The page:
# Doing Math in FPGAs, Part 2 (BCD)

Binary coded decimal is not used as much as it once was, but we can still find it hither and yon -- mostly in applications where the data will be directly driving a display.

This leaves BCD subtraction, which is a little more interesting. Of course, multiplication is just successive addition, so we can get there from here. In fact, we can get to division from here, too, but we still need subtraction. When working in binary, we often use the one's complement or two's complement formats to represent negative numbers. This allows us to perform subtractions by simply adding the two numbers. (Subtracting is just taking the negative of the number to be subtracted and then adding them, right?) This is true in decimal, too, only we use either nine's or ten's complement representations.

Wait, what are nine's and ten's complements? To be honest, I don't remember learning this in school. It works like this -- consider the following subtraction problem.

Another way to present this problem would be as follows.

And this is the same as performing the following actions.

Let's take this step by step: First, let's perform the following subtraction.

Simply put, 9,722 is the nine's complement of -277. This does not solve our subtraction problem in and of itself, since we still need to perform a subtraction to obtain the nine's complement. Fortunately, there will never be a borrow from a next-higher-power column. (I'll leave it to you to figure it out.) We can use a lookup table or something similar to derive each individual digit.

The nine's complement of -277 is 9,722 (the same as performing the subtraction). Now we add 1 to generate the tens's complement.

Next, we add the ten's complement of -277 to 4,337.

We still need to subtract 10,000 from our result, but we can easily achieve this by throwing away (ignoring) the most significant digit. Our result is 4,060. If the leftmost digit is 5 or greater, we know the number is negative. To convert to the proper BCD representation (for display), we just use our lookup table to get the nine's complement. Reversing the numbers, we get the following (with a negative sign, which we might need to monitor separately, depending on our implementation).

Because the first digit is greater than or equal to 5, we know this is a negative number. Taking the nine's complement of 5,940 gives 4,060, so our answer is -4,060. Problem solved.

I've expended a lot of hot air explaining something you probably already knew. At least we now have the tools to perform decimal math in BCD using addition, subtraction, multiplication, and division. I'll leave it to you to implement this in hardware. Granted, this is pretty inefficient in terms of hardware and memory (something like 40% more hardware), and it is considerably slower and more klunky. However, we gain exact representation of our digits, and there is no issue with rounding/truncation. (We'll talk about this in another installment, I think.) This could be useful, but your mileage may vary. As always, you need to take a close look at your problem and figure out the best solution.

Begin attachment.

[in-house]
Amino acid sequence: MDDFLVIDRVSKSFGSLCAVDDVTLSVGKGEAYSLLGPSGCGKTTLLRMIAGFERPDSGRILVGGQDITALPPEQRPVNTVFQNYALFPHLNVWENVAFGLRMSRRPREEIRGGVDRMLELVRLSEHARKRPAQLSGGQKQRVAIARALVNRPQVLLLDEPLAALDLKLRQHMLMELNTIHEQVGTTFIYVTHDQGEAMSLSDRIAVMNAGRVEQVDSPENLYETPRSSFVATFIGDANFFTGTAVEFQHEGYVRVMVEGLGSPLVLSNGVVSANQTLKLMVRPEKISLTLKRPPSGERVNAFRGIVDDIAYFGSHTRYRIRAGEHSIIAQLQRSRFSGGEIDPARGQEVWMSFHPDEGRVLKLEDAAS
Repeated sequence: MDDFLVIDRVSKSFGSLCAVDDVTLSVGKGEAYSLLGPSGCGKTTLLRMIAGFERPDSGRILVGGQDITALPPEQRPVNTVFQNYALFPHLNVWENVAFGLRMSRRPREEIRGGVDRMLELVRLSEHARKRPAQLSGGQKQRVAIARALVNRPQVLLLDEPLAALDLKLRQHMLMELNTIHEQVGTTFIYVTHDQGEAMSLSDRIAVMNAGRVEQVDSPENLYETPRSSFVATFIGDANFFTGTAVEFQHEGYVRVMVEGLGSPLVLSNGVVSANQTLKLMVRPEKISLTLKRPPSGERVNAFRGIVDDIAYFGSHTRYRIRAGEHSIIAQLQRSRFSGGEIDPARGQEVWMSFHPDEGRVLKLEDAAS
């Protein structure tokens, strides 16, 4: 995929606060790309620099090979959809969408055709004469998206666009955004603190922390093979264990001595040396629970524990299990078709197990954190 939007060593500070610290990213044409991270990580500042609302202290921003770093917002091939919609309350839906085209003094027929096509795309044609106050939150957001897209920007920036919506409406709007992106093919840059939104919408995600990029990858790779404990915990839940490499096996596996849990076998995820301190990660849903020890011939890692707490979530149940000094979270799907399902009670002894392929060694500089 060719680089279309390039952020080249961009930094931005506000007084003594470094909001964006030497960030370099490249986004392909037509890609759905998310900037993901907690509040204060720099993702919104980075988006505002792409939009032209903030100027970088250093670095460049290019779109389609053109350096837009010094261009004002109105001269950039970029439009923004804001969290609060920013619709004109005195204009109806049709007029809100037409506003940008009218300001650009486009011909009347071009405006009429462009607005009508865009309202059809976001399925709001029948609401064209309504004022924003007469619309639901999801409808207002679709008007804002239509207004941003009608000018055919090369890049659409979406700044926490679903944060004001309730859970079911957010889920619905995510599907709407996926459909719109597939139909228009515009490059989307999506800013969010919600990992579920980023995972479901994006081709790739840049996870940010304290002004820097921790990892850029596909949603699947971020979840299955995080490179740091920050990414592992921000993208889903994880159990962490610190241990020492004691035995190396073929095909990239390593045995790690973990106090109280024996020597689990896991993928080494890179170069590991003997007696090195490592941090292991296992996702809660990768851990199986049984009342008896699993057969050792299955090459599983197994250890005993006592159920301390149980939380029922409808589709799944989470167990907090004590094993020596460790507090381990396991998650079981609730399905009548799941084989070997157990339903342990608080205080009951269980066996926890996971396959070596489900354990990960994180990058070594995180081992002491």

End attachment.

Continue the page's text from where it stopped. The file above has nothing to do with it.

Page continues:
In my next column, I think I'll talk about some simple floating-point stuff. Until then, if you have any questions, please post them below as comments.

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- Doing Math in FPGAs, Part 1

Author

KarlS01 1/21/2014 2:35:31 PM

double dz = 56.75 * 2.3; // 130.5249999999998

int dx = 5675, dy = 23;

int dw = 5675 * 23 / 1000; // 130 ,,, 3 decimal points

int ddy = dx * dy % 1000; // 525 ,,, compiler rounded up

int ddyy = dx * dy % 1000000; // 130525 ( too many zeroes)

Just as on paper, ignore thr decimal point but count decimal points to choose the divisor, divide gets integer quotient and modulo gets numerator of the fraction.

Author

tom-ii 1/21/2014 12:42:41 PM

The concerns about precision seem seem exaggerated even in financial calculations. There are rounding methods such that insignifican amounts are discarded.I've seen the repeated additions and other mathematical operations rapidly create some ugly mistakes. I once had a CS class that focused specifically on this, and ways to work within the constraints of the hardware to overcome these errors. It can take a fair amount of massaging!